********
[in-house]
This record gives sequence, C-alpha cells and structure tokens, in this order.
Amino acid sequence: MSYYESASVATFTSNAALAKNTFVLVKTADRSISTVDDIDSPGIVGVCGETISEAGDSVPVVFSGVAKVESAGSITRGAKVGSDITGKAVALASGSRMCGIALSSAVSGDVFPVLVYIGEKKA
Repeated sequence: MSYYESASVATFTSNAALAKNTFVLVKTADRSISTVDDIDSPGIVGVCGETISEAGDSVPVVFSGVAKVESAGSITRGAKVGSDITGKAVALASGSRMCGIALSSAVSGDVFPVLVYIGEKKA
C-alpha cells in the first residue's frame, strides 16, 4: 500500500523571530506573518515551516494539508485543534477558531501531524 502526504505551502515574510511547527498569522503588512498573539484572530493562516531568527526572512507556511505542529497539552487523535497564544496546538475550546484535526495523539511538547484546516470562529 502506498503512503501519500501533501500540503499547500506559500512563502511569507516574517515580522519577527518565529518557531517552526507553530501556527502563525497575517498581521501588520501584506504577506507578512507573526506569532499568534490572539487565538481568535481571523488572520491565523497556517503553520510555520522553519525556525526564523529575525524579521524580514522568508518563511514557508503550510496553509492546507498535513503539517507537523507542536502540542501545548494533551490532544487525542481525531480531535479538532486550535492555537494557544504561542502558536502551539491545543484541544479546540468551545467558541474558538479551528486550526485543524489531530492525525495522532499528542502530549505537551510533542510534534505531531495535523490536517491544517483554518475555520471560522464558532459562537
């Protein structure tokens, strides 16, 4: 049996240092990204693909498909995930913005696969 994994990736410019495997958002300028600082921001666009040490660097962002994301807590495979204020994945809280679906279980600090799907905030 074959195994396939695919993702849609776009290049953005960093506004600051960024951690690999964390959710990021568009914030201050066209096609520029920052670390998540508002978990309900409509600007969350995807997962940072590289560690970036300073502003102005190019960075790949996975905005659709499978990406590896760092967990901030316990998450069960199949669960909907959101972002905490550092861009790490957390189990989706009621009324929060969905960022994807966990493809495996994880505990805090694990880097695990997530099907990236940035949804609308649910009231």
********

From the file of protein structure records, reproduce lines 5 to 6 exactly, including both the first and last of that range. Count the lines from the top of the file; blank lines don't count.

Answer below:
C-alpha cells in the first residue's frame, strides 16, 4: 500500500523571530506573518515551516494539508485543534477558531501531524 502526504505551502515574510511547527498569522503588512498573539484572530493562516531568527526572512507556511505542529497539552487523535497564544496546538475550546484535526495523539511538547484546516470562529 502506498503512503501519500501533501500540503499547500506559500512563502511569507516574517515580522519577527518565529518557531517552526507553530501556527502563525497575517498581521501588520501584506504577506507578512507573526506569532499568534490572539487565538481568535481571523488572520491565523497556517503553520510555520522553519525556525526564523529575525524579521524580514522568508518563511514557508503550510496553509492546507498535513503539517507537523507542536502540542501545548494533551490532544487525542481525531480531535479538532486550535492555537494557544504561542502558536502551539491545543484541544479546540468551545467558541474558538479551528486550526485543524489531530492525525495522532499528542502530549505537551510533542510534534505531531495535523490536517491544517483554518475555520471560522464558532459562537
């Protein structure tokens, strides 16, 4: 049996240092990204693909498909995930913005696969 994994990736410019495997958002300028600082921001666009040490660097962002994301807590495979204020994945809280679906279980600090799907905030 074959195994396939695919993702849609776009290049953005960093506004600051960024951690690999964390959710990021568009914030201050066209096609520029920052670390998540508002978990309900409509600007969350995807997962940072590289560690970036300073502003102005190019960075790949996975905005659709499978990406590896760092967990901030316990998450069960199949669960909907959101972002905490550092861009790490957390189990989706009621009324929060969905960022994807966990493809495996994880505990805090694990880097695990997530099907990236940035949804609308649910009231």